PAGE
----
Canterbury said he never told Loughry the hallway carpet cost $17,000. He said that simply is not true.

“Justice Loughry was none too fond of me. He made that pretty clear, pretty often, pretty early, until he just stopped speaking to me entirely,” Canterbury said.

Another project with an eye-catching cost is a private combined safe room/bathroom, including a shower, located out of sight behind where the justices sit when court is in session. The remodeling of a small restroom that is rarely used cost taxpayers nearly $100,000 ($98,513). And Loughry said the bathroom was Canterbury's pet project.

"Mr. Canterbury, in fact, used to call himself a constitutional officer and claimed to me that he had independent, sovereign authority and that I couldn't do anything with regard to him because he had three other votes on the court,” Loughry said.

Canterbury said it was the justices who made up the 2011 court who approved of the safe room and restroom design and even insisted on equipping it with a shower.

“I don't begrudge the fact that we have a dome on the Capitol and a beautiful Capitol. The business could be done in a cinderblock building. But there's something that is symbolic and something that is important about that presentation. So, I don't begrudge them presentation, but there's a limit. And you know, the line is pretty clear. You can stretch it a little here and there but finally you just plain old break that line and I think it was broken here,” Canterbury said.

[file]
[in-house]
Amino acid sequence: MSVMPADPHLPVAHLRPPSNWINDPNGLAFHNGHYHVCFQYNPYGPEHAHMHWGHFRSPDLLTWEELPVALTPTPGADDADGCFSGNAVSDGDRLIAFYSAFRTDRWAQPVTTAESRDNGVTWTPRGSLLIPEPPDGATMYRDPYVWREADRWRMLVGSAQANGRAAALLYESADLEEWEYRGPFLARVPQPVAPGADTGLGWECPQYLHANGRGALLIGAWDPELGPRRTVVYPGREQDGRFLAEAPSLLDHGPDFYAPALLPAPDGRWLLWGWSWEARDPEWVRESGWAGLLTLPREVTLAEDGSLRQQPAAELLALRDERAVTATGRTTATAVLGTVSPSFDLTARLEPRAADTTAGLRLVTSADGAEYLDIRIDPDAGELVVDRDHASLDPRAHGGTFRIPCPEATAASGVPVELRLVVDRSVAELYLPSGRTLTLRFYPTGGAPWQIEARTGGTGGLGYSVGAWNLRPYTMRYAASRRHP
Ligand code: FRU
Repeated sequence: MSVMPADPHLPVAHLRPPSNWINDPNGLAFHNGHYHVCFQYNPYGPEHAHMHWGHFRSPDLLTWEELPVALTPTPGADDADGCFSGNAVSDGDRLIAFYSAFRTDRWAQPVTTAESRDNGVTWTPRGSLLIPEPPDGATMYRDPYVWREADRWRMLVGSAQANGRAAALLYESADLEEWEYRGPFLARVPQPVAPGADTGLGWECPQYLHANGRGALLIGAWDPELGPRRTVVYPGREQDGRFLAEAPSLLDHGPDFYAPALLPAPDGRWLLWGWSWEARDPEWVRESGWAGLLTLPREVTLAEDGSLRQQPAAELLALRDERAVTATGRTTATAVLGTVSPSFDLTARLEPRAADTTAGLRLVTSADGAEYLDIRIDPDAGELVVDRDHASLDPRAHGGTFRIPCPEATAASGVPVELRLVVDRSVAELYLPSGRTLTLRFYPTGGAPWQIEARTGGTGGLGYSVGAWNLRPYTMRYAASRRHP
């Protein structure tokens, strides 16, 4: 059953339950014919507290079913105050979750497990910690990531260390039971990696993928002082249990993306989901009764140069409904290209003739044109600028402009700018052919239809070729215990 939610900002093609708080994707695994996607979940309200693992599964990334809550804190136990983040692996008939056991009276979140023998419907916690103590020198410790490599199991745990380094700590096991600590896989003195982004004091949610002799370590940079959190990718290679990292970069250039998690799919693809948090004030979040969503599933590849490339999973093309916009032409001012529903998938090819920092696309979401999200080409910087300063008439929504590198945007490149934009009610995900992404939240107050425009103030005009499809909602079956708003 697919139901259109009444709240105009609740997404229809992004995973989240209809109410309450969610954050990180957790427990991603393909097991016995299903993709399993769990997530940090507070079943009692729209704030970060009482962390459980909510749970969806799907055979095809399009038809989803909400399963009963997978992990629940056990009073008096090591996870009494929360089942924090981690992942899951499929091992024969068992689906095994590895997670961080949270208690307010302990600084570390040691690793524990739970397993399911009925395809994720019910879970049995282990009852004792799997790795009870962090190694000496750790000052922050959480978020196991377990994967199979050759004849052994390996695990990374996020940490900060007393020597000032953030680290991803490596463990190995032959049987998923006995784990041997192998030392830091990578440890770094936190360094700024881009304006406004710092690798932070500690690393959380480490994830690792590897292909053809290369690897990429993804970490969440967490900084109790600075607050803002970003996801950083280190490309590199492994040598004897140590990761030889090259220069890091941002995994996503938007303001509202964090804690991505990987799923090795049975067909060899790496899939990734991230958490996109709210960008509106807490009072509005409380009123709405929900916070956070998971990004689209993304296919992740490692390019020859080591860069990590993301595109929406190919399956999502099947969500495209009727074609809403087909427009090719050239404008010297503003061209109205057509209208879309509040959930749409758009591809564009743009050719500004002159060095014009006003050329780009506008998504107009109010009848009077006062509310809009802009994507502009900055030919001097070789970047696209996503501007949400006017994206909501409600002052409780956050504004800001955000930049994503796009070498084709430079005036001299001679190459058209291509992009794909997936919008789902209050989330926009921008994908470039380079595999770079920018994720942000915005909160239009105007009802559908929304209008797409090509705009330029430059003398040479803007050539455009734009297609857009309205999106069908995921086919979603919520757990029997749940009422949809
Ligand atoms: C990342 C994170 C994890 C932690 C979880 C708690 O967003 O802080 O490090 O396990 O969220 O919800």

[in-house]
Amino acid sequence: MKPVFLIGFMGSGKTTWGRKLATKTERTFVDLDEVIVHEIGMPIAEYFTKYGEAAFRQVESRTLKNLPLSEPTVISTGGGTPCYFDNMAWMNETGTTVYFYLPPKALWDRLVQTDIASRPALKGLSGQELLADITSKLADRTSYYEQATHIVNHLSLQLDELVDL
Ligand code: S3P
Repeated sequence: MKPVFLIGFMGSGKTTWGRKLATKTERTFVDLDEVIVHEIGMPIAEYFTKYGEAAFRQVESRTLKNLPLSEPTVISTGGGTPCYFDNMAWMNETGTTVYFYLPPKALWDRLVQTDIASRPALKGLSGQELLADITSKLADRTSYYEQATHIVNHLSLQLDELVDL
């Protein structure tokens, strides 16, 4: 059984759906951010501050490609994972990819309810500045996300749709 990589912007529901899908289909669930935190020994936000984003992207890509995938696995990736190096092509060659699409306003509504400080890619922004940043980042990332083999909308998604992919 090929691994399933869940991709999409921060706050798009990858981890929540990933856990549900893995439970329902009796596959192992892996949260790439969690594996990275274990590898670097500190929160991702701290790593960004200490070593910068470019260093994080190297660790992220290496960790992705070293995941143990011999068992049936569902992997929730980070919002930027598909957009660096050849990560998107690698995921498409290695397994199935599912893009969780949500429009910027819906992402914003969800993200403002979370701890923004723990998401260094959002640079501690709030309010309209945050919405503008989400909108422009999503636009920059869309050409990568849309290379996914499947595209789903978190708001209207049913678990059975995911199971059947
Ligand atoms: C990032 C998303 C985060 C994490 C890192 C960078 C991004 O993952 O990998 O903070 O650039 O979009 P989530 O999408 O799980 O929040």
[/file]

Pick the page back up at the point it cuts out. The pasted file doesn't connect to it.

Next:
Moving downstairs to the first floor hallway in the east wing of the Capitol that leads to the office of the court administrator, Loughry said Canterbury was responsible for spending even more money.

“There were some expenditures which were absolutely ridiculously expensive by Mr. Canterbury, and I will never defend those expenditures. I think he should be held personally accountable for that,” Loughry said.

The chief justice said new lighting and the cleaning and polishing of the marble walls was something outside of the scope of the renovation project. That work, however, took place in 2013, when Loughry was in his first year on the bench.

Architectural fees, upgrading the lighting and refurbishing the marble cost nearly $80,000 ($79,167).

"The court alone is in charge of its money, as it were,” Canterbury said. “The Legislature can't decide how much they're going to appropriate for the court. The court comes over and tells the Legislature what they're going to get. It's the only part of government that's able to do that,”

“As we learn and continue to learn and we look into everything,” Loughry said, “our investigation is pretty thorough and it is being aided by federal authorities. And we're going to get to the bottom of this stuff. We just are.”

Eyewitness News talked with Senate President Mitch Carmichael and Del. Michael Folk. Both are interested in introducing bills for the upcoming legislative session which would mandate a vote on a constitutional amendment. If that happens, West Virginians would cast ballots about whether the judiciary budget should be under the control of the state Senate and House of Delegates. Because right now, that is not the case.

Eyewitness News hopes to talk with Gov. Jim Justice Wednesday and get his take on how the judiciary is handling its finances.

Trending